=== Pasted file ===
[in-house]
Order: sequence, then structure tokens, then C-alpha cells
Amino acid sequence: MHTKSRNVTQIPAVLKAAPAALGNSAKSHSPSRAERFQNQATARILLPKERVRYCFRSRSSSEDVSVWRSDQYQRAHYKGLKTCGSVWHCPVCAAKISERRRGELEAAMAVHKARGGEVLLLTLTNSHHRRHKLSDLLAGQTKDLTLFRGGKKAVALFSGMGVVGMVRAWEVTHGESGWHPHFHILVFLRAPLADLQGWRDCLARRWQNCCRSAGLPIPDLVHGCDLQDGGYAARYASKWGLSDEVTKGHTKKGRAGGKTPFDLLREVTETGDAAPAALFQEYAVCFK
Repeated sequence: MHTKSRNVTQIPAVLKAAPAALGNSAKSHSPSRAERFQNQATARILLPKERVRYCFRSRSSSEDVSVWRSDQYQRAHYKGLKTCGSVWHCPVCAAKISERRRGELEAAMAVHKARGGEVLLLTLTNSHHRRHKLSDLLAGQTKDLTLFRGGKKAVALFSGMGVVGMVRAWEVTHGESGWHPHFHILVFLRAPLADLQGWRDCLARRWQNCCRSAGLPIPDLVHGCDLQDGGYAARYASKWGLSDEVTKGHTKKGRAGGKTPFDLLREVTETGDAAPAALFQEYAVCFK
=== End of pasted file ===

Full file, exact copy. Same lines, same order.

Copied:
[in-house]
Order: sequence, then structure tokens, then C-alpha cells
Amino acid sequence: MHTKSRNVTQIPAVLKAAPAALGNSAKSHSPSRAERFQNQATARILLPKERVRYCFRSRSSSEDVSVWRSDQYQRAHYKGLKTCGSVWHCPVCAAKISERRRGELEAAMAVHKARGGEVLLLTLTNSHHRRHKLSDLLAGQTKDLTLFRGGKKAVALFSGMGVVGMVRAWEVTHGESGWHPHFHILVFLRAPLADLQGWRDCLARRWQNCCRSAGLPIPDLVHGCDLQDGGYAARYASKWGLSDEVTKGHTKKGRAGGKTPFDLLREVTETGDAAPAALFQEYAVCFK
Repeated sequence: MHTKSRNVTQIPAVLKAAPAALGNSAKSHSPSRAERFQNQATARILLPKERVRYCFRSRSSSEDVSVWRSDQYQRAHYKGLKTCGSVWHCPVCAAKISERRRGELEAAMAVHKARGGEVLLLTLTNSHHRRHKLSDLLAGQTKDLTLFRGGKKAVALFSGMGVVGMVRAWEVTHGESGWHPHFHILVFLRAPLADLQGWRDCLARRWQNCCRSAGLPIPDLVHGCDLQDGGYAARYASKWGLSDEVTKGHTKKGRAGGKTPFDLLREVTETGDAAPAALFQEYAVCFK